While the concept of wellness may seem a little flimsy to some people, it actually carries quite a lot of purchasing power behind it. According to the Global Wellness Institute, the “Global Wellness Economy” hit $4.2 trillion in 2017. From 2015-2017, it grew 6.4% annually—which was nearly twice as fast as global economic growth (3.6%). But that’s not all. In Q1 of 2019 alone, there are already nearly 45,000 “mobile health apps” available on Apple’s App Store—and that market is expected to grow to almost $60 billion by 2020.
But what is wellness? It encompasses a wide variety of different ideologies, lifestyles, goals and product types—many of which are related to sleep. According to the Global Wellness Institute, one of the most popular wellness categories is “Personal Care, Beauty & Anti-Aging,” which saw $1,083 billion in sales in 2017. Other top categories included: Healthy Eating, Nutrition & Weight Loss ($702 billion), Fitness & Mind-Body ($595 billion) and Preventative & Personalized Medicine and Public Health ($575 billion).
This increase in wellness spending is meaningful in that it reflects what today’s consumers are really looking for on an emotional level. When a shopper can truly see how a product can positively impact their life, it doesn’t feel quite as irrational to spend a little bit more, to try something new or invest in a higher quality option. It’s not a radical idea, of course, that people are willing to spend their money on products that promise to make them look, feel and perform better. But the particular kind of “wellness” angle is still relatively novel—and, today, carries with it a certain kind of aspirational quality.
In recent years, many wellness-promoting practices have gone from being the bizarro habits of crunch-granola hippies—to becoming synonymous with the luxurious lifestyles of the rich and famous. Wealthy tech tycoons like Twitter’s Jack Dorsey has recently been very vocal about his newfound love of fasting and meditation. Beyonce is doing her part by promoting her switch to a vegan diet. And of course, Gwyneth Paltrow is still making headlines selling thousands of dollars worth of crystals and CBD oils and yoga mats through her Goop empire. And those are just some of the big names! A quick perusal of Instagram will reveal a whole eco-system of micro-influencers touting their own personal wellness journeys.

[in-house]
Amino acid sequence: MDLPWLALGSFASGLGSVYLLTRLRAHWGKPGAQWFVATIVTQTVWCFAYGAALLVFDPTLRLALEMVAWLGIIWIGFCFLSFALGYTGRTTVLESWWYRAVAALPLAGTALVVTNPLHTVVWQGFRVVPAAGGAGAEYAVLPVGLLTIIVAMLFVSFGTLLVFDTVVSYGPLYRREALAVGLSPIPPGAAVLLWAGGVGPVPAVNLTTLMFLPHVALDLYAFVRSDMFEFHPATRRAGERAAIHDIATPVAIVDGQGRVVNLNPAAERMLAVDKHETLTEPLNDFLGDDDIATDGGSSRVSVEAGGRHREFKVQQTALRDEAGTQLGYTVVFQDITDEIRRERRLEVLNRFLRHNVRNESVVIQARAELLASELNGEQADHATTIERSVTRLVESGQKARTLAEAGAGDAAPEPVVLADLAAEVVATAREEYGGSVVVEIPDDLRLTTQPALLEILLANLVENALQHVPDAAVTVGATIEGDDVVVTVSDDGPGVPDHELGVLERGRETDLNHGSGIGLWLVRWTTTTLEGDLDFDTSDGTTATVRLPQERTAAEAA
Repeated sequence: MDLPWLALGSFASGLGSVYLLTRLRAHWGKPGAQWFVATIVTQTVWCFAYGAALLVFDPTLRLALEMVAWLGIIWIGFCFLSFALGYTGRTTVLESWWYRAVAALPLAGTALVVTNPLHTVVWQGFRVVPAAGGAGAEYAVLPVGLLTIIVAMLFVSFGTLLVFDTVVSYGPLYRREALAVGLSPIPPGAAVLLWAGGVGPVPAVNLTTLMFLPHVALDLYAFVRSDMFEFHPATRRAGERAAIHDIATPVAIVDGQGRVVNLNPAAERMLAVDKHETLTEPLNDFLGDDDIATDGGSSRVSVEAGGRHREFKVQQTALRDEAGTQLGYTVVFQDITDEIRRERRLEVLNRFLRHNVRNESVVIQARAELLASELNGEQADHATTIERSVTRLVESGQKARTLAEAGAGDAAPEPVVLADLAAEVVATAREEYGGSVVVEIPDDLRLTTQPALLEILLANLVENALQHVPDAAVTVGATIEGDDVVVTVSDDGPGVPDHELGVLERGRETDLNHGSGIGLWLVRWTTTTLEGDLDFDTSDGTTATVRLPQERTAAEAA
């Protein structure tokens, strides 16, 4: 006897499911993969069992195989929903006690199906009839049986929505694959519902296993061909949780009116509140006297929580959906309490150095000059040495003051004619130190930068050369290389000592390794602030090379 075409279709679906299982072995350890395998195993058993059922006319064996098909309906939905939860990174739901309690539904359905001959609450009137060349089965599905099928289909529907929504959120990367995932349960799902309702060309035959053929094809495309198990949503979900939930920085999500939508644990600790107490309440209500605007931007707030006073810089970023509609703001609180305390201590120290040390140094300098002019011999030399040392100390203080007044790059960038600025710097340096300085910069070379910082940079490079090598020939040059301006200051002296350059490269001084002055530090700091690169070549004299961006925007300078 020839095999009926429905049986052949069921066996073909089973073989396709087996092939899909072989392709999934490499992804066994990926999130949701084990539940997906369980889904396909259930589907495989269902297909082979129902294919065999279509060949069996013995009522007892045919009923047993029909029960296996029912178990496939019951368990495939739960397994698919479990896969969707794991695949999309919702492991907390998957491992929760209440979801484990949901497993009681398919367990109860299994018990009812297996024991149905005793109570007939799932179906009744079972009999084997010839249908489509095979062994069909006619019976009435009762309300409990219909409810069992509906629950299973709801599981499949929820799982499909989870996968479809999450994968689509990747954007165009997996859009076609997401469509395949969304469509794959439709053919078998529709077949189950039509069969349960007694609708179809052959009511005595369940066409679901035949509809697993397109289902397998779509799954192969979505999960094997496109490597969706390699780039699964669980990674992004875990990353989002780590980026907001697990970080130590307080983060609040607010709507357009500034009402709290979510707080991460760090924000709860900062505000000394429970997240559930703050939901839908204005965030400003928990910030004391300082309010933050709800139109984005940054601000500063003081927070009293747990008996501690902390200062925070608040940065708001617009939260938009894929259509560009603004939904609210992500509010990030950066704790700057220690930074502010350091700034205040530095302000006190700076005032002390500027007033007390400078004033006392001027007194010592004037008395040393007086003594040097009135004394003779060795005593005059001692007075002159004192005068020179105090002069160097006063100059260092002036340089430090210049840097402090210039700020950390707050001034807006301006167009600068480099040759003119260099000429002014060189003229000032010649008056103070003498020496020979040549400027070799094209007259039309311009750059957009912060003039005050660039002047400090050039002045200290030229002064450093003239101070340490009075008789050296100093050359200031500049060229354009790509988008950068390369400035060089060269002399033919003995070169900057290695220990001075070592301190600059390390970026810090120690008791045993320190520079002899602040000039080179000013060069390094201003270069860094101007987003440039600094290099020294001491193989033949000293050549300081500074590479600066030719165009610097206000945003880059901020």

Though it may be aspirational, there is no need for basic wellness to be seen as complicated or financially unattainable. In fact, that is where sleep comes in. Sleep is the essential backdrop for most wellness goals. It can help protect against health problems, promote mental clarity—and deliver that indelible glow most often spotted on someone who has just back from a rejuvenating weekend retreat. Now a new mattress won’t guarantee such benefits over night—nor will it be the magical cure-all to things like brain fog, anxiety, stomach bloat or any other pesky ailments—but it can be one major piece of the overall wellness puzzle. When you invest in a good quality mattress, you are creating a solid baseline from which you can more easily foster greater healing and happiness.
As the wellness trend continues to grow, mattress and bedding companies definitely have a leg up. While many popular brands are now scrambling to figure out how to get in on the action by integrating wellness-oriented messaging into seemingly unrelated positioning (beer companies sponsoring exercise festivals, anyone?)—the sleep industry has been selling a wellness product all along. Now all you have to do is make sure your customers understand that.
Different ways bedding retailers can promote their wellness connection:
> Make sure your RSAs are equipped with information about sleep health and all its diverse benefits. If they’re comfortable with this knowledge, they can more easily share it with prospective buyers.
> Share wellness-oriented messaging and content with your customers on social media and in traditional marketing pieces. Don’t abandon product details or pricing entirely, but simply couple it with some additional info they can return to even after the sale is made.
> Explore new products and categories that you can integrate into your showrooms. Wellness is holistic, so try to examine your assortment from all different angles and don’t be afraid to think outside the box with aromatherapy products, meditation apps, herbal teas, yoga equipment, etc.